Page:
By streamlining and centralizing patient information, Epic allows health care providers across all departments and Mayo Clinic campuses to easily access pertinent patient information—including medications, allergies, immunizations, lab results, and health histories.

“This system enables us to build on our foundation of integrated, consistent, knowledge-driven care. This project advances the integration of our practice and delivery of our care to patients,” Peters said.

The system switch will affect essentially all the staff at Mayo Clinic in some way, Peters noted, in addition to allowing the institution’s physicians and medical staff to streamline communication in various ways.

“Surgeons will be able to manage consultations easily regardless of where the patient is in the hospital. This reduces the time spent searching for charts. Therapists’ flow sheets, which handle complicated or lengthy assessment tools, will be standardized. This will give therapists more time to work directly with patients,” Peters said. “Radiologists will be able to quickly see all the patient’s information within the chart, which improves the reading workflow. Radiologists also can look back at study notes. Physicians can electronically access patient records from other health systems, with patient consent, using Epic Care Everywhere.”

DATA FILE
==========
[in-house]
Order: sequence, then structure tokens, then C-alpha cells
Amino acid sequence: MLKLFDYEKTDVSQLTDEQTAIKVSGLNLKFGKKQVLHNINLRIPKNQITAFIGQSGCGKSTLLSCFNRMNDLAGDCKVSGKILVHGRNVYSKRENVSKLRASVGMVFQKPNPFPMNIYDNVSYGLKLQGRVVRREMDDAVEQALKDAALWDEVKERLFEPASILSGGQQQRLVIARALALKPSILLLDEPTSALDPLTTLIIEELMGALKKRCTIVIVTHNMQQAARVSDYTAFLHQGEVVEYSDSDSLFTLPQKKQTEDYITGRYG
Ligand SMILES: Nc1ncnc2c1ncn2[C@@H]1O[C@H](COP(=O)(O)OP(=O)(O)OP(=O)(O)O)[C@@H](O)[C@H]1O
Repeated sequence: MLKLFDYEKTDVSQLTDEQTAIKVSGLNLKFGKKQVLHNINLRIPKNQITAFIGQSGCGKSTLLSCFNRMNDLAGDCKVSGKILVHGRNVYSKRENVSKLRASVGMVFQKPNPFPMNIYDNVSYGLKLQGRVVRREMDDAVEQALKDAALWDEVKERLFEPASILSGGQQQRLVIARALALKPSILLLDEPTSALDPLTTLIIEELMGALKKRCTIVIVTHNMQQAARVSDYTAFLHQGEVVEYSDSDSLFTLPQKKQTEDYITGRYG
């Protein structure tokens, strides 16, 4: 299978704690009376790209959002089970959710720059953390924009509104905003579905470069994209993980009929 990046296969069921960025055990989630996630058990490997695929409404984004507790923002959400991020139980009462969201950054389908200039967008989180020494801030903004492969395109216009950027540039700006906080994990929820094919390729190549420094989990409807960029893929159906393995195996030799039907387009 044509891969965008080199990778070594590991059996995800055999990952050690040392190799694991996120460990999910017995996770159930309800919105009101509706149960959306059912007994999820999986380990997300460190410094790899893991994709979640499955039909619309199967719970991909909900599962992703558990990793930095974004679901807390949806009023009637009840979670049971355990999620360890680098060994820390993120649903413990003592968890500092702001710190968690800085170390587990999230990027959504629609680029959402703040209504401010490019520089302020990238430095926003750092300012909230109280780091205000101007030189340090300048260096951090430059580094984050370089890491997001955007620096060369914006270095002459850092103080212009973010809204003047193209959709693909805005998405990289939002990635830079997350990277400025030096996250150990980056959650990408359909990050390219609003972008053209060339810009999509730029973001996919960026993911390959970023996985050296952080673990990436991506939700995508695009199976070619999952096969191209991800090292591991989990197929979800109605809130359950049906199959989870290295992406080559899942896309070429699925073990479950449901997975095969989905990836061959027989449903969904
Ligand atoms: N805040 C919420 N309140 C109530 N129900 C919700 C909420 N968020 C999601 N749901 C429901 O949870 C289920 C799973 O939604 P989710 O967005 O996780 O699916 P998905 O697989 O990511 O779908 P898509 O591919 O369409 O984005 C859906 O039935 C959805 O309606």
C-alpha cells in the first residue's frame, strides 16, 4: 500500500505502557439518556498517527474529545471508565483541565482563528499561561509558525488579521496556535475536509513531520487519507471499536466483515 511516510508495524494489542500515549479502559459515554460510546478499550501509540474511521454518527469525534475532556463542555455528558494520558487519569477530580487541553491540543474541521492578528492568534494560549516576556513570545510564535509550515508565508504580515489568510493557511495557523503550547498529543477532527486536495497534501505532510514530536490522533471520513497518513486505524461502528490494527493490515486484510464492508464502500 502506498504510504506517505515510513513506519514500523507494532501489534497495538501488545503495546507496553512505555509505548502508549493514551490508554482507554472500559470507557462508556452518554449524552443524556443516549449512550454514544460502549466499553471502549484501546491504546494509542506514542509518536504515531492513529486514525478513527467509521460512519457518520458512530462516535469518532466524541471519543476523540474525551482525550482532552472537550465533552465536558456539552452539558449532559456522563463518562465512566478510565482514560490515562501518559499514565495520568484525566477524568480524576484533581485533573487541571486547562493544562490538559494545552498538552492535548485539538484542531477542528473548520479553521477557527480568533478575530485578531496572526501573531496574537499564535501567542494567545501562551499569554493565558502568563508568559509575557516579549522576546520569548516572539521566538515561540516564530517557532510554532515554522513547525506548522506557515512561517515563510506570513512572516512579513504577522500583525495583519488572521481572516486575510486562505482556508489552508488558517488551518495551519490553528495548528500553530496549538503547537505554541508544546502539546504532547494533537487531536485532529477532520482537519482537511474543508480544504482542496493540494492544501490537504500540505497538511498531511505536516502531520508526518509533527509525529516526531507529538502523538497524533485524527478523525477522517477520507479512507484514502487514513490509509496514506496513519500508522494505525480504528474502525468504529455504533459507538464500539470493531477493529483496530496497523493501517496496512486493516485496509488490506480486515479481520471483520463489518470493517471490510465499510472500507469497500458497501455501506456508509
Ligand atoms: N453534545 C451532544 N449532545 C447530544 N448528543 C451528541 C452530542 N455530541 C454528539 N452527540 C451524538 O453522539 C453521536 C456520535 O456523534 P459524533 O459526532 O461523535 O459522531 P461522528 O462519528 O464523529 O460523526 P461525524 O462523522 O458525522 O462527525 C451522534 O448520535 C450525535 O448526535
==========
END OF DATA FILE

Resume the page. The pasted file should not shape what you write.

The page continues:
Mayo Clinic began using EHR systems in 1994 with the first digitization of a paper note.
Since the implementation of its first digital system, Peters said, Mayo Clinic has remained steadfast in its commitment to bringing the best it has to offer to patient care.